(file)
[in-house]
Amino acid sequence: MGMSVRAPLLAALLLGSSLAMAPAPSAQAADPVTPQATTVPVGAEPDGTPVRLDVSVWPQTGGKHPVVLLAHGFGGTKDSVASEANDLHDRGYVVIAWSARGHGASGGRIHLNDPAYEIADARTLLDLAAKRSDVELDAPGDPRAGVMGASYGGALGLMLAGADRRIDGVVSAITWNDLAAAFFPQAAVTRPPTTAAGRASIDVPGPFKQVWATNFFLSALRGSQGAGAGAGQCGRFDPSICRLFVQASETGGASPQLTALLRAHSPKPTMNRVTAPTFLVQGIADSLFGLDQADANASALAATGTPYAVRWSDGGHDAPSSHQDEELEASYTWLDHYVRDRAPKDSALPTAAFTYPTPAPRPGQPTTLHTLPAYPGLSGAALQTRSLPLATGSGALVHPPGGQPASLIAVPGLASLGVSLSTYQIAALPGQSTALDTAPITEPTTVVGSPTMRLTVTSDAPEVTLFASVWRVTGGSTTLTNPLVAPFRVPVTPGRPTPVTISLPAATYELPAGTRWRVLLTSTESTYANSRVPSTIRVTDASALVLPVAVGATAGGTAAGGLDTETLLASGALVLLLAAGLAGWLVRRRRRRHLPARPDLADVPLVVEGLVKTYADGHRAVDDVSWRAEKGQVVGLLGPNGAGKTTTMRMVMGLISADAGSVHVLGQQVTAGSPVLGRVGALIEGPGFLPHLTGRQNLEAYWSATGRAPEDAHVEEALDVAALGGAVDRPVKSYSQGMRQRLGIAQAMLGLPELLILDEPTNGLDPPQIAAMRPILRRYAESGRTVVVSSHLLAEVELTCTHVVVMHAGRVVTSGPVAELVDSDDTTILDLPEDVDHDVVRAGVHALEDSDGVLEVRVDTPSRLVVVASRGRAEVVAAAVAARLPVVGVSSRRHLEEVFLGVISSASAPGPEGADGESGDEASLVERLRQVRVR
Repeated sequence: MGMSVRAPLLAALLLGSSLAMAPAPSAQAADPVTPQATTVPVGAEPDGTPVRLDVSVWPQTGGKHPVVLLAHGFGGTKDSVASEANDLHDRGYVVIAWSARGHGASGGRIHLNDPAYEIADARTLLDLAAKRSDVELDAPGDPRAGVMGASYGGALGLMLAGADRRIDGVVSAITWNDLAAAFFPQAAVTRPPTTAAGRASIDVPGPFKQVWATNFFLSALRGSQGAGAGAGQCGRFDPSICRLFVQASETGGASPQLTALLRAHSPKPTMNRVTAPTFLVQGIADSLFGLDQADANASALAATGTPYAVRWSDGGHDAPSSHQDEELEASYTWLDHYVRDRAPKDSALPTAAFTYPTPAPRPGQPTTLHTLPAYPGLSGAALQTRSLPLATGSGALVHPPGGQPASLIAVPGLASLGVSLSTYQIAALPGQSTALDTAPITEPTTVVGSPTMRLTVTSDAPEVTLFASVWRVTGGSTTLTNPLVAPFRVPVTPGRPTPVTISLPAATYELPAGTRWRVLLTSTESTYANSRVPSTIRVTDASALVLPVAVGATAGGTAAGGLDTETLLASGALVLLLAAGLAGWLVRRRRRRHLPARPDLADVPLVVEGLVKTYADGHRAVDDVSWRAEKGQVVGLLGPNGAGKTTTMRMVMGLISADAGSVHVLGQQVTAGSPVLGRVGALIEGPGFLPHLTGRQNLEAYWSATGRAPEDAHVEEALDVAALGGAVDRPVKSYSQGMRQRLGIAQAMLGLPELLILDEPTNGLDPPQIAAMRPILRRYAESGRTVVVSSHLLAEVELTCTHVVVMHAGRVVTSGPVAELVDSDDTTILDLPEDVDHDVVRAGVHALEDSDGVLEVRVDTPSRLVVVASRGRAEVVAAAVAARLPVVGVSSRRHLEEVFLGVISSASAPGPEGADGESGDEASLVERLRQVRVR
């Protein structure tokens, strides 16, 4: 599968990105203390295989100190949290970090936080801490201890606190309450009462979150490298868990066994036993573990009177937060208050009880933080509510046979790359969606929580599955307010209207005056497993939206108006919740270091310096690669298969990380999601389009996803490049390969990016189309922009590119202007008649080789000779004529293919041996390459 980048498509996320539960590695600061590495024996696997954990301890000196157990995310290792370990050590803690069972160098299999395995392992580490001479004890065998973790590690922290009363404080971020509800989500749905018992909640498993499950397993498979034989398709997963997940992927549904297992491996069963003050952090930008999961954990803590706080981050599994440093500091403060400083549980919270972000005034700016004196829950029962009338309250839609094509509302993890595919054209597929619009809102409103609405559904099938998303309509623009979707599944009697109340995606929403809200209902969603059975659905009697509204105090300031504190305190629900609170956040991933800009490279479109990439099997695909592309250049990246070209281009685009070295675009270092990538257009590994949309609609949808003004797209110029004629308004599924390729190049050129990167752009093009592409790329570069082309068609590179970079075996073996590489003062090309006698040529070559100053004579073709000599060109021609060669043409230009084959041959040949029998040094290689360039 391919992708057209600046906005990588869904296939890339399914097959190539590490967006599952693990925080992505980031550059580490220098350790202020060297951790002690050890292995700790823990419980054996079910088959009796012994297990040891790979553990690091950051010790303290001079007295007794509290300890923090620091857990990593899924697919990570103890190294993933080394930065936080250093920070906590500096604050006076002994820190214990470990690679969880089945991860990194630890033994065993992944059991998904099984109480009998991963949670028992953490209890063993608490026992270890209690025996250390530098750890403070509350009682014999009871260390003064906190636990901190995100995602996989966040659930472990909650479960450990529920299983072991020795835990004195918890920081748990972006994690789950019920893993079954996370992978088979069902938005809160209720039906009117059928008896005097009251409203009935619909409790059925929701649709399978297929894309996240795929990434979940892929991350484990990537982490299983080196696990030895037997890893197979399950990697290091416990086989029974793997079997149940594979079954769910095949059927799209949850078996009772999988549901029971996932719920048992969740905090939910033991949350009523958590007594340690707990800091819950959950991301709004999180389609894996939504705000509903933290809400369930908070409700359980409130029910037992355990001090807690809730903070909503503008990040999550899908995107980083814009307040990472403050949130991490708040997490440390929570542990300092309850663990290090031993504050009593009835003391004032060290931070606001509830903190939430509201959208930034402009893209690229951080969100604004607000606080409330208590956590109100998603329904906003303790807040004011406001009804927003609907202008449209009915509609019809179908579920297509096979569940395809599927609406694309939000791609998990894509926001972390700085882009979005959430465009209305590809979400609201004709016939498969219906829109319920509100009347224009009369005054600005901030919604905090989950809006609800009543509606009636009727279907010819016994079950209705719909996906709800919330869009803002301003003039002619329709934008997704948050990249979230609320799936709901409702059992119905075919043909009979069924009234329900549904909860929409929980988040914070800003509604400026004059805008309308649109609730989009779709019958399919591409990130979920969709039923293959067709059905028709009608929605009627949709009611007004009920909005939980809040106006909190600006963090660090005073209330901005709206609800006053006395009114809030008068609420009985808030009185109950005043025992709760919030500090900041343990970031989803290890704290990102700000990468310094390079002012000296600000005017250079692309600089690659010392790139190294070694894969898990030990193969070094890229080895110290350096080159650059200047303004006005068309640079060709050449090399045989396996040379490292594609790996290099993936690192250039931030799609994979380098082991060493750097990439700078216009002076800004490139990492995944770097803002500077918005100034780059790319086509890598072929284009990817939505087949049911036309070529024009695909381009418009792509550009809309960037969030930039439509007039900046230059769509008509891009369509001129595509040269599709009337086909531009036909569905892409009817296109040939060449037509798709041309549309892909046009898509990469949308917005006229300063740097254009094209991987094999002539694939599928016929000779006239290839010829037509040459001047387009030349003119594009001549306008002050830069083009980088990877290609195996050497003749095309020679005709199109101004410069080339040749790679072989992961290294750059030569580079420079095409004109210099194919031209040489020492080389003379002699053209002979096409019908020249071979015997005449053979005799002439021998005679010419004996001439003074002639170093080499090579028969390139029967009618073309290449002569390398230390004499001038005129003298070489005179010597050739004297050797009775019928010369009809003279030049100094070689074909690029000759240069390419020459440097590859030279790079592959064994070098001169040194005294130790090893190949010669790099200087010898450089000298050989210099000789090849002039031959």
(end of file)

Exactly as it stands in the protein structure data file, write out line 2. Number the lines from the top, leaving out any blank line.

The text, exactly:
Amino acid sequence: MGMSVRAPLLAALLLGSSLAMAPAPSAQAADPVTPQATTVPVGAEPDGTPVRLDVSVWPQTGGKHPVVLLAHGFGGTKDSVASEANDLHDRGYVVIAWSARGHGASGGRIHLNDPAYEIADARTLLDLAAKRSDVELDAPGDPRAGVMGASYGGALGLMLAGADRRIDGVVSAITWNDLAAAFFPQAAVTRPPTTAAGRASIDVPGPFKQVWATNFFLSALRGSQGAGAGAGQCGRFDPSICRLFVQASETGGASPQLTALLRAHSPKPTMNRVTAPTFLVQGIADSLFGLDQADANASALAATGTPYAVRWSDGGHDAPSSHQDEELEASYTWLDHYVRDRAPKDSALPTAAFTYPTPAPRPGQPTTLHTLPAYPGLSGAALQTRSLPLATGSGALVHPPGGQPASLIAVPGLASLGVSLSTYQIAALPGQSTALDTAPITEPTTVVGSPTMRLTVTSDAPEVTLFASVWRVTGGSTTLTNPLVAPFRVPVTPGRPTPVTISLPAATYELPAGTRWRVLLTSTESTYANSRVPSTIRVTDASALVLPVAVGATAGGTAAGGLDTETLLASGALVLLLAAGLAGWLVRRRRRRHLPARPDLADVPLVVEGLVKTYADGHRAVDDVSWRAEKGQVVGLLGPNGAGKTTTMRMVMGLISADAGSVHVLGQQVTAGSPVLGRVGALIEGPGFLPHLTGRQNLEAYWSATGRAPEDAHVEEALDVAALGGAVDRPVKSYSQGMRQRLGIAQAMLGLPELLILDEPTNGLDPPQIAAMRPILRRYAESGRTVVVSSHLLAEVELTCTHVVVMHAGRVVTSGPVAELVDSDDTTILDLPEDVDHDVVRAGVHALEDSDGVLEVRVDTPSRLVVVASRGRAEVVAAAVAARLPVVGVSSRRHLEEVFLGVISSASAPGPEGADGESGDEASLVERLRQVRVR